Cor triatriatum is a rare congenital heart disease of dogs characterized by the atrium partitioned into two compartments, effectively creating a triatrial heart. In dogs, cor triatriatum dexter (involving the right atrium) is common.
It is thought that the abnormal partitioning results from persistent valve remnants of the sinus venosus.
This defect primarily affects young large purebred dogs including the Boxer, Chow Chow, Cocker Spaniel, English Bulldog, German Shepherd, German Short-haired Pointer, Golden Retriever, Greyhound and Rottweiler.
Clinical signs are normally seen in young dogs (under 12 months of age) and usually present with signs of right-sided congestive heart failure, including tachypnea, decreased appetite, exercise intolerance, syncope, ascites and pale mucus membranes. A cough may be present intermittently, indicative of cardiogenic pulmonary edema.
A tentative diagnosis can be established by auscultation of a harsh holosystolic ejection murmur at the left cardiac apex. The intensity of the murmur correlates fairly well with the degree of stenosis and may increase as animals mature, reflecting progressive stenosis. Puppies without detectable murmurs should not be considered free of disease until they reach 6 months of age.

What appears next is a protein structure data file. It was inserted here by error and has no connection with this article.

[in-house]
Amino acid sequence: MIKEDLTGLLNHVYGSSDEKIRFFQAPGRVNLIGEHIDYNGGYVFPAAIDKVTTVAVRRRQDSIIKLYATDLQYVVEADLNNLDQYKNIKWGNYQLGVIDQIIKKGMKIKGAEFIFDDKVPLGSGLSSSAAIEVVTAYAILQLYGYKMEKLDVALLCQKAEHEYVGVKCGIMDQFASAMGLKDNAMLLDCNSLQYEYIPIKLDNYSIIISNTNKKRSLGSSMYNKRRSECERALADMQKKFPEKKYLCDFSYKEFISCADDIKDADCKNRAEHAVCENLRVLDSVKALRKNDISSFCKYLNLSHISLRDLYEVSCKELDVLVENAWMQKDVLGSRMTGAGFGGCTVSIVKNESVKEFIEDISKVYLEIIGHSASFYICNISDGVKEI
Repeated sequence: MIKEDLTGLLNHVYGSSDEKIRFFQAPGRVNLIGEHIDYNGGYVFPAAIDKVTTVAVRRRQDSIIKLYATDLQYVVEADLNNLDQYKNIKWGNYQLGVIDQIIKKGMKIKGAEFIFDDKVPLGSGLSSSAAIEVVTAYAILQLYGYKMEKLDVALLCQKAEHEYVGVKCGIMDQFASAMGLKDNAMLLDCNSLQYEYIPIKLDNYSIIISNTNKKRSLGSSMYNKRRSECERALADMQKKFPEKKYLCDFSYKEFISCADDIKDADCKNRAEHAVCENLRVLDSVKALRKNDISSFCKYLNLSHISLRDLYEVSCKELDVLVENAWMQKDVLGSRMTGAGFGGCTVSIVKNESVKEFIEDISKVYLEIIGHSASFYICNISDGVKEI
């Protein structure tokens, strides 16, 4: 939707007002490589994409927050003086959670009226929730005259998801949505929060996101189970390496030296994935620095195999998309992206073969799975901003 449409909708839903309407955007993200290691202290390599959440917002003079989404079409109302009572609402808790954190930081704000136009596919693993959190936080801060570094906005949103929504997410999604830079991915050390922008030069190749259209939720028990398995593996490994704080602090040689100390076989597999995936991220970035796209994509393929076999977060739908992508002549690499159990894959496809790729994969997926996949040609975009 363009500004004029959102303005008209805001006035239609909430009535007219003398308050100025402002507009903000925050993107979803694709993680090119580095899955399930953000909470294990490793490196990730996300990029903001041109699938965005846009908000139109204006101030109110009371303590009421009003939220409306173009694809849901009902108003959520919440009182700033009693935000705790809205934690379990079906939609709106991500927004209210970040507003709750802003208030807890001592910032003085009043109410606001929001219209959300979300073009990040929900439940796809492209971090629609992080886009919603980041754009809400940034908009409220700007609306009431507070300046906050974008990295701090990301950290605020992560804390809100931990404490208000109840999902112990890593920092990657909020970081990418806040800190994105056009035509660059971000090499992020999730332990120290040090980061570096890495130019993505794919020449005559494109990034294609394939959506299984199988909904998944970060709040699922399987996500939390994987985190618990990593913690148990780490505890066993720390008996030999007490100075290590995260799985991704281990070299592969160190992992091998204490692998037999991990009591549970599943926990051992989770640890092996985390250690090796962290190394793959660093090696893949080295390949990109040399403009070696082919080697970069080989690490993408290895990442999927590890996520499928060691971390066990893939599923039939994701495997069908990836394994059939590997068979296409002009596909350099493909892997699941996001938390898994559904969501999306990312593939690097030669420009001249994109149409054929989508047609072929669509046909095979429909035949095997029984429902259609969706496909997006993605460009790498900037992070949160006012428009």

Radiographically, there is variable right ventricular enlargement and pleural effusion.
Diagnosis can be confirmed by cardiac catheterization, or use of M-mode and Doppler echocardiography, which usually reveal an abnormal membrane in the right atrium and retrograde flow in the caudal vena cava.
A differential diagnosis would include subaortic stenosis, ventricular septal defect, double-chambered right ventricle, hyperthyroidism, cardiomyopathy, Duchenne muscular dystrophy, endocarditis, pulmonic stenosis, mitral valve endocardiosis and infections with Dirofilaria spp.
The prognosis for animals with clinical signs of congestive heart failure is poor
Surgical intervention can be employed in severe cases with balloon catheterization and cutting of the pinpoint opening in the abnormal membrane. Post-operative complications have been reported, particularly transient tricuspid regurgitation
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